Sunday, November 17, 2013

Thursday, November 14, 2013

Schedule update

Nov.14. Our schedule for the seminar  this semester is filling up.- It is full. I therefor request that each presentation on the chapters be 20 minutes rather than 30.  I will be cutting other topics to get to the end of the semester.= such as the role of organized labor.
I tried to send this by email, but the group e mail function would not work.
See the post below for an update on Krugman. 

Monday, November 11, 2013

Krugman- The Mutilated Economy

The Mutilated Economy

Five years and eleven months have now passed since the U.S. economy entered recession. Officially, that recession ended in the middle of 2009, but nobody would argue that we’ve had anything like a full recovery. Official unemployment remains high, and it would be much higher if so many people hadn’t dropped out of the labor force. Long-term unemployment — the number of people who have been out of work for six months or more — is four times what it was before the recession.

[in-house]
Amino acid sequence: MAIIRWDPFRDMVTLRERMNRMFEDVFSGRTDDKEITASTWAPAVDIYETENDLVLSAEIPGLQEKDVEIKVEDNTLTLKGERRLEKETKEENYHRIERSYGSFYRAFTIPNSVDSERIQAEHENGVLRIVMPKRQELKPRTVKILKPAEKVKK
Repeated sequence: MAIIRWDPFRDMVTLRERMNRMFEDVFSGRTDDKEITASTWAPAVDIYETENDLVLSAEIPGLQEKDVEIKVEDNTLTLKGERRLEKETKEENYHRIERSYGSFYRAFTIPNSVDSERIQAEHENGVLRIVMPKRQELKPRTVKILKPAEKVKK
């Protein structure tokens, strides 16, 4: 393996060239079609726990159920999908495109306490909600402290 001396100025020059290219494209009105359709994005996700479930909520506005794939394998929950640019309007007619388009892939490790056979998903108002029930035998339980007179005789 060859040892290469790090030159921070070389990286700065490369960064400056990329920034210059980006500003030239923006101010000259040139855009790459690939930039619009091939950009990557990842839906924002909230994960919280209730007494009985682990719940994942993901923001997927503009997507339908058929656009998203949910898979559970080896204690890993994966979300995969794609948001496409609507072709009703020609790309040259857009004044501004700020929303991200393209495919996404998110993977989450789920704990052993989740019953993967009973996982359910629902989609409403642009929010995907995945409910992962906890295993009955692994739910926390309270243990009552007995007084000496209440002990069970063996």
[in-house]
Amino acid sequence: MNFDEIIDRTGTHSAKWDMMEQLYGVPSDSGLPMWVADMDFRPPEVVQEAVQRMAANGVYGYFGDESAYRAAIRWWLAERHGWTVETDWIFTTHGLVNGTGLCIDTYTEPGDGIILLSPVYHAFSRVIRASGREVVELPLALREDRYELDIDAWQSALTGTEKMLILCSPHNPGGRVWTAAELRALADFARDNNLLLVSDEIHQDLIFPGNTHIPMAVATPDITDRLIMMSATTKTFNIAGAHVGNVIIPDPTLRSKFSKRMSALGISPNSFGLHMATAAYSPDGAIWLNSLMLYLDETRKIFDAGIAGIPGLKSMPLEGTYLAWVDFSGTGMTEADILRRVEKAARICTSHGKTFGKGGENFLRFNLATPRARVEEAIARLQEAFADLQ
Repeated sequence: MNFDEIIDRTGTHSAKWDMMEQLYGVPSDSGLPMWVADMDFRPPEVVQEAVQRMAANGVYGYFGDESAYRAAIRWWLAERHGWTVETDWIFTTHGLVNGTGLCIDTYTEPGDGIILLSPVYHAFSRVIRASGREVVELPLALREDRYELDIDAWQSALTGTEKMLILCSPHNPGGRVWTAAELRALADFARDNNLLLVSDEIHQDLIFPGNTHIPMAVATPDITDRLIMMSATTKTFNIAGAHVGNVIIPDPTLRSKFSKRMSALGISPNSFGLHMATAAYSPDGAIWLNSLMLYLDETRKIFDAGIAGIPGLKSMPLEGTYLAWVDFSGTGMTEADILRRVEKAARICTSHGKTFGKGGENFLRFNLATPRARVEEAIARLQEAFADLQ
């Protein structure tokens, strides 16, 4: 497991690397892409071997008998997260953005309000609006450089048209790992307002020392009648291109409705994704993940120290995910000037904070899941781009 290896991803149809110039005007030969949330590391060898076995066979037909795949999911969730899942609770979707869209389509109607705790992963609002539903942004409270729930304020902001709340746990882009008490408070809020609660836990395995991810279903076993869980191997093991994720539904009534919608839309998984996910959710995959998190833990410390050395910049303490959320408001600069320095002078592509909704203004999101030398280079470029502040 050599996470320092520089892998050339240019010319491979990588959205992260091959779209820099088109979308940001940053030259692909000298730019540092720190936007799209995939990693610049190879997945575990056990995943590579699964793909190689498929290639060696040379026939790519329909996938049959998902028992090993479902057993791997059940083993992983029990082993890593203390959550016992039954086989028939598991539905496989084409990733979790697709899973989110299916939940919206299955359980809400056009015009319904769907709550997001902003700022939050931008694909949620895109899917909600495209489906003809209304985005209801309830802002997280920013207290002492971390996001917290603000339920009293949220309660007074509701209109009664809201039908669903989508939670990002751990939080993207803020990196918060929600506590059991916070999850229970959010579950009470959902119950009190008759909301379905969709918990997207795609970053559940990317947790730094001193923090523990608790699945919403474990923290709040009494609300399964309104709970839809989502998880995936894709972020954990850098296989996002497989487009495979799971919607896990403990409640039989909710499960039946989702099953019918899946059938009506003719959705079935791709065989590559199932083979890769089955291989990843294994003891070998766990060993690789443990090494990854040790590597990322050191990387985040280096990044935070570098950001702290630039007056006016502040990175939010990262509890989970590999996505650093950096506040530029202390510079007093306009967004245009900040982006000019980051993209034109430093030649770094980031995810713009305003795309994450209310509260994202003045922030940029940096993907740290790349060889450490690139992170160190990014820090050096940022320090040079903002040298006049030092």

These dry numbers translate into millions of human tragedies — homes lost, careers destroyed, young people who can’t get their lives started. And many people have pleaded all along for policies that put job creation front and center. Their pleas have, however, been drowned out by the voices of conventional prudence. We can’t spend more money on jobs, say these voices, because that would mean more debt. We can’t even hire unemployed workers and put idle savings to work building roads, tunnels, schools. Never mind the short run, we have to think about the future!
The bitter irony, then, is that it turns out that by failing to address unemployment, we have, in fact, been sacrificing the future, too. What passes these days for sound policy is in fact a form of economic self-mutilation, which will cripple America for many years to come. Or so say researchers from the Federal Reserve, and I’m sorry to say that I believe them.

Pension Theft Crime Wave | Labor Notes

Pension Theft Crime Wave | Labor Notes

Saturday, November 2, 2013